Yara's Heart Surgery

northern Iraq

Yara for Surgery Tomorrow

Posted on Sun, 09/01/2013 - 22:48 by Philip Rasmussen

A sudden phone call from the hospital brought good news for our ‘veteran’ child, Yara, who has been here a little more than two and a half months. Tomorrow Yara is having her second heart surgery! We gathered in the courtyard, volunteers and families, and prayed for this next step that Yara and her mother are going to face. It is a beautiful tradition of Shevet - to send our Kurdish families going out with prayer and love. In the car heading to the hospital, Yara’s mother shared with us how she is approaching this new step emotionally. She said, “I’m sad ‘cause I don’t like to stay in the hospital, but it’s good for Yara.” This is a pretty common statement heard from our mothers, but their selfless mindsets never cease to amaze me. Please pray for patience among the mothers here as they focus on their children’s needs.

Yara behaved very cheerfully the whole time, which lasted just until she saw the baby bed with the security bars – or from her point of view; the prison. She calmed down again after some time and we tried to amuse her in different ways while we waited for one of the nurses to come and write down her admission details. When she finally arrived, the nurse told us that Yara most likely will be the first child scheduled for surgery early tomorrow morning. During the surgery, they planning on opening her pulmonary arteries.

Praise God, Yara’s father has arrived safely here in Israel tonight after coming all the way from Kurdistan to support his family during this time. It is for sure a great and welcoming encouragement to Yara’s mother.

Yara Back at Shevet!

Posted on Thu, 08/15/2013 - 21:52 by Rahel Eschler
Late this morning, after our daily prayer meeting, we left Jerusalem to pick up Yara, who was going to be discharged today. After the one hour trip, which we have already gotten very used to, we met her in the pediatric ward where she recovered from a urine tract infection.
We found her sitting on her bed all on her own, enjoying herself. The mother already told us the other day about the good news. She was very overwhelmed that her daughter sat the first time upright without any help. So now we could bear witness to one of the many important steps to come in her development. After talking to the nurse, we accompanied Yara and her mother to one last ultrasound. At the beginning of the examination, Yara cried while the doctor was checking on her bladder and kidneys. But after awhile, she found interest in her bottle, which made it easier for everyone. The fact is that Yara will need a surgery to repair her kidneys and urinary system in about a month. So back in the ward, we needed to wait for the report of the nephrologist. We spent another two hours together by waiting patiently for Yara to get discharged. Somehow we didn’t get bored at all. We were entertaining Yara with all our passion and different spontaneous ideas.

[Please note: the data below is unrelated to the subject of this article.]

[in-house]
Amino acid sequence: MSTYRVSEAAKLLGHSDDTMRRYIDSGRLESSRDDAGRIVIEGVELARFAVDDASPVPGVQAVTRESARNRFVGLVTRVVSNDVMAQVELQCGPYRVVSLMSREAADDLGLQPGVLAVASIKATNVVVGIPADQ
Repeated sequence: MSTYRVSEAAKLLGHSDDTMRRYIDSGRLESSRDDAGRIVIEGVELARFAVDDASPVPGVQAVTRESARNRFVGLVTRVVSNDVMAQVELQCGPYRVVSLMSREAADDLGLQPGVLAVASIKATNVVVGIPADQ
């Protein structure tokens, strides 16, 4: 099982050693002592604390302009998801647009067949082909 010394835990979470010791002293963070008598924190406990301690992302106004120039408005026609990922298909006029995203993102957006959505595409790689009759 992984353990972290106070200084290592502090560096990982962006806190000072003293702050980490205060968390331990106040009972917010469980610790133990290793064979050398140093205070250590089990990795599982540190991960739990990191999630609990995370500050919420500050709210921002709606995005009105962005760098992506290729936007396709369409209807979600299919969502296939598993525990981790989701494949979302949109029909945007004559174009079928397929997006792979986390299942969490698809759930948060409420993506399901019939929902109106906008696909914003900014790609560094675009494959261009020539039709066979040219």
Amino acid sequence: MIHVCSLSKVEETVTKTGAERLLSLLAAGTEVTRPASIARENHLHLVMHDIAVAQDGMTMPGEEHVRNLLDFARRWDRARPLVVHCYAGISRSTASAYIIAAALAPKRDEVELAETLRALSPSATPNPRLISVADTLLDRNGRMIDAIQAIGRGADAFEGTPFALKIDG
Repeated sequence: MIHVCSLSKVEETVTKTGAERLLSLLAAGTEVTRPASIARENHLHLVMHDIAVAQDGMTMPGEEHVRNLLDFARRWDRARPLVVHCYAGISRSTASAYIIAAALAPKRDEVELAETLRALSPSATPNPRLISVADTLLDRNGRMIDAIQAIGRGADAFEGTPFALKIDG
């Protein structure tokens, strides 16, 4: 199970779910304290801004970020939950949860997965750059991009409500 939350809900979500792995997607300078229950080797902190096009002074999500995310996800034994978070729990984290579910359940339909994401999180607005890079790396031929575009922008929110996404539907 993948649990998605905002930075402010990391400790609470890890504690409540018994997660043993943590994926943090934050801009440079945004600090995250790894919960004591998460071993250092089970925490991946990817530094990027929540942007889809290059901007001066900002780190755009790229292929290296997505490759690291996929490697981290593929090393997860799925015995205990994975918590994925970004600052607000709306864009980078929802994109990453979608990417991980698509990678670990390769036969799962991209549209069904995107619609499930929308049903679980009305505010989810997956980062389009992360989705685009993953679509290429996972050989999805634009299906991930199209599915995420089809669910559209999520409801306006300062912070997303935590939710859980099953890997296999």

Yara’s mother put Yara's new clothes on her, which she bought during this hospital stay. Yara looked very cute in it and on her T-shirt the letters said “Bon Voyage = Good trip”. After a long day we all returned tired but with a joyful heart back home to Shevet Achim. Although Yara needs a urology surgery and a heart surgery to open up her pulmonary arteries in just about two weeks, we are all glad to have her back in our community. Her mum is a little bit sad that they are not able to go home very soon, but she is coping quite well with all the things coming up in the near future. We pray that God will be their provider and comforter through all things and give the strength and hope for the next stay at the hospital.     

Unexpected Results

Posted on Tue, 08/13/2013 - 00:23 by Jesse Tilman

When they came to prepare Yara for her catheterization this morning, we were more than ready. They took her vital signs and we packed up to go to the 4th floor catheterization room. The nurse there helped us explain to Yara’s mother the consent papers she was signing to go ahead with the procedure. Letting her daughter be wheeled away was tough, and she returned from seeing her off crying. We stayed a few minutes just sitting down outside the catheterization lab and then moved to a waiting room nearby.

Two hours goes by slowly when you are thinking of a little loved one. We helped her pass the time asking questions about her life back home and hearing her thoughts about life in Israel. Just before the two hour mark, we heard the beeping of heart machines on a mobile bed and looked up to see them wheeling Yara to the ICU. We got up quickly and walked with them. They had to stabilize her so we soon left the room.